There’s been a lot of chatter online about the Netflix show Marie Kondo’s: the life-changing magic of tidying up. A self-confessed clean-aholic, Marie has admitted to being a bookworm herself but only keeps a maximum of 30 books in her home at any one time. This has been met with horror by book lovers everywhere – any good bibliophile knows that much of the joy of books comes from handling the physical book itself. So how can book lovers (perhaps ‘book hoarders’ is a better phrase) embrace Marie’s ethos without compromising their beloved bookshelves?
If you are or you know a book lover, you’ll understand how they live… in piles: piles of books ‘to read’, piles of books ‘to finish’, piles of books ‘just because’ litter the home, occupying bedside tables, sideboards and tables around the house. Books are hefty items that take up space, attract dust and accumulate almost magically so we agree with Marie that it’s good practice to periodically review your collection to make space for new reads and reclaim home space.
Follow our top tips for managing your book collection and we guarantee your treasured books will continue to ‘spark joy’ for years to come.
Sentimentality is stirred up for different reasons in everyone, but these are some things to consider when deciding what you can’t bear to part with:
1. You re-read it regularly. There’s absolutely no point in getting rid of a book when you often return to it; you may as well set a £10 note on fire.
2. You truly love it. This can be a slippery slope where you can justify cleaving to every book you have, but don’t get rid of a book if doing so will be upsetting; that doesn’t make for a relaxing home reflective of you and the things you love.
3. The book was a gift. A book is a really special thing to give to another person, and whilst it isn’t really feasible to keep every book ever handed you to another person, if someone has chosen a book just for you (and perhaps even wrote a note on the inside for you) for a particular nostalgia or because it says something about your relationship, hold onto it.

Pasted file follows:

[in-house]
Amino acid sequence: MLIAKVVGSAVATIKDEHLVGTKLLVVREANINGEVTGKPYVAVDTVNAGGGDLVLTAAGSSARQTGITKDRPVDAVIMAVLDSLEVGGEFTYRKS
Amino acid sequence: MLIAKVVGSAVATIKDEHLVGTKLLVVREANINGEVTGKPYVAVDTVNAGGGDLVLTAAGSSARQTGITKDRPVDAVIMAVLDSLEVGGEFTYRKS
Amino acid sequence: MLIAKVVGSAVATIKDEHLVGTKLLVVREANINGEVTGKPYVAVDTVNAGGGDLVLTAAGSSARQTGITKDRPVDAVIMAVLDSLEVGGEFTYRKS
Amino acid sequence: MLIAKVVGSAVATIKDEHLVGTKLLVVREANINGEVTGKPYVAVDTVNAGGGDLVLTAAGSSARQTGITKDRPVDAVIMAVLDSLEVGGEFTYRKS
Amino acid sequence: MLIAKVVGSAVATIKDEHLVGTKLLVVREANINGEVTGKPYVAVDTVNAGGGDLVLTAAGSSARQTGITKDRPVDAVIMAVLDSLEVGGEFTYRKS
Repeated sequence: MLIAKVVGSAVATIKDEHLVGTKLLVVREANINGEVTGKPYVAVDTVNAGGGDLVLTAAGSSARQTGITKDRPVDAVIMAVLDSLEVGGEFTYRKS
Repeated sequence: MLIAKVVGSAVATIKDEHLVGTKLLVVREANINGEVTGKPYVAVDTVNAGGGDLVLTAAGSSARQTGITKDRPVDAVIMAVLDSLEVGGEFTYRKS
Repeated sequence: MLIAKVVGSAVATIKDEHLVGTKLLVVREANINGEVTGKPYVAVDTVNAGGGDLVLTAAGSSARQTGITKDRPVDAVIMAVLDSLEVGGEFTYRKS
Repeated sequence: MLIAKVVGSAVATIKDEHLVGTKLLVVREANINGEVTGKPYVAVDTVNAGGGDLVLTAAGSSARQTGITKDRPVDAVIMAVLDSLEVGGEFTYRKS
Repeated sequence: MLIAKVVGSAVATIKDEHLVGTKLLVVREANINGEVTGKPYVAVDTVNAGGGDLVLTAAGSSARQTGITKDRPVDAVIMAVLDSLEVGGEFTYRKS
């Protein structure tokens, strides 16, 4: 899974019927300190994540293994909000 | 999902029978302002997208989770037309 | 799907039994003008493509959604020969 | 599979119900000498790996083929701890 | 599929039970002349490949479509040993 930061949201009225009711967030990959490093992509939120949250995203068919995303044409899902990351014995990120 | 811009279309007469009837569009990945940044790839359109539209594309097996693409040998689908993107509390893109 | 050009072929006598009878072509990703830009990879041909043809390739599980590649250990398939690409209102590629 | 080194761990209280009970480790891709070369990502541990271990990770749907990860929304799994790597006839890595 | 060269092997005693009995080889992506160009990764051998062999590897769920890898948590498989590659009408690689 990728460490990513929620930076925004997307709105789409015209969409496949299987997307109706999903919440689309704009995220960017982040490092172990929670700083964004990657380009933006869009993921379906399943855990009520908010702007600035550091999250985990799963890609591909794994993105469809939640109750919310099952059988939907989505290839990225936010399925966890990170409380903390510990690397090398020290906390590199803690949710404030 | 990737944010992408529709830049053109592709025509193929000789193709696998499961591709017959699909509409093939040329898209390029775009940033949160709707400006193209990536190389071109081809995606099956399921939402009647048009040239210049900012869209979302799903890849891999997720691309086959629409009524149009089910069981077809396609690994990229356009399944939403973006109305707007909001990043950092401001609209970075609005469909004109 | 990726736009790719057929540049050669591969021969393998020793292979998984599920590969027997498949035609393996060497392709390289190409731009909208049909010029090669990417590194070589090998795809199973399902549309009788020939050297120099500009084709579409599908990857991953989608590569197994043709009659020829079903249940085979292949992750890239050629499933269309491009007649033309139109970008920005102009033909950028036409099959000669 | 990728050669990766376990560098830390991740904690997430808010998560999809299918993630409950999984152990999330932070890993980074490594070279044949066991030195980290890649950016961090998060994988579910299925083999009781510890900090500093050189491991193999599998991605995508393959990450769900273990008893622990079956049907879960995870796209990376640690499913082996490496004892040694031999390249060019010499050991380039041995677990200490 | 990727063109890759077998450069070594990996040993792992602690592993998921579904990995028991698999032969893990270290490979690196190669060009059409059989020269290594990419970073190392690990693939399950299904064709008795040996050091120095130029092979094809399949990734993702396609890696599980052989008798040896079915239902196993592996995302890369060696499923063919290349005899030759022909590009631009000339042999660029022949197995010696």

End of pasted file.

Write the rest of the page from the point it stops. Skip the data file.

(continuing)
4. It’s valuable. Don’t throw away any first editions, signed copies or books that have been in the family for generations. If you really can’t see any value in keeping it shelved, consider visiting an antiques dealer who specialises in books to get a steer on whether it’s worth trying to sell.
Decide on one shelf or one bookcase as a goal of what to keep. As you come across these books in your collection, add them to your ‘to keep’section. It’ll be a comfort to see those books being saved as you decide to part with others. It’ll establish an actual boundary, too. You’ll see how much room left you have to use, and you’ll have no choice but to analytically about your collection.
Right, the painful part! The culling. If the book doesn’t meet the following criteria, it’s time for it to go.
Here are a few suggestions to help even the biggest bibliophile relieve your sagging shelves of stress:
1. Get ruthless with your ‘to read’ pile. As a rule of thumb, if it hasn’t been read within 6 months of acquiring it, it probably won’t ever get read. We tested this theory and found many unread books on our shelves, however, we couldn’t bear to let them go! Instead we dedicated a shelf to ‘need to read’ books and made a note of the date. Any books still on the shelf 6 months after this date, we plan to remove.
2. Share the love. As you assess your collection you may find yourself thinking “So and so would LOVE this book!” -write their name down on a Post-It, stick it on the front cover, and set the book aside to redistribute later.
3. Lost in a book. Set aside one shelf of your bookcase as your ‘Desert Island’ bookshelf. Most book lovers have books they will never let go of, no matter what – they are the books we’d want with us if we were stranded on a desert island, that we could read over and over again for the rest of our lives!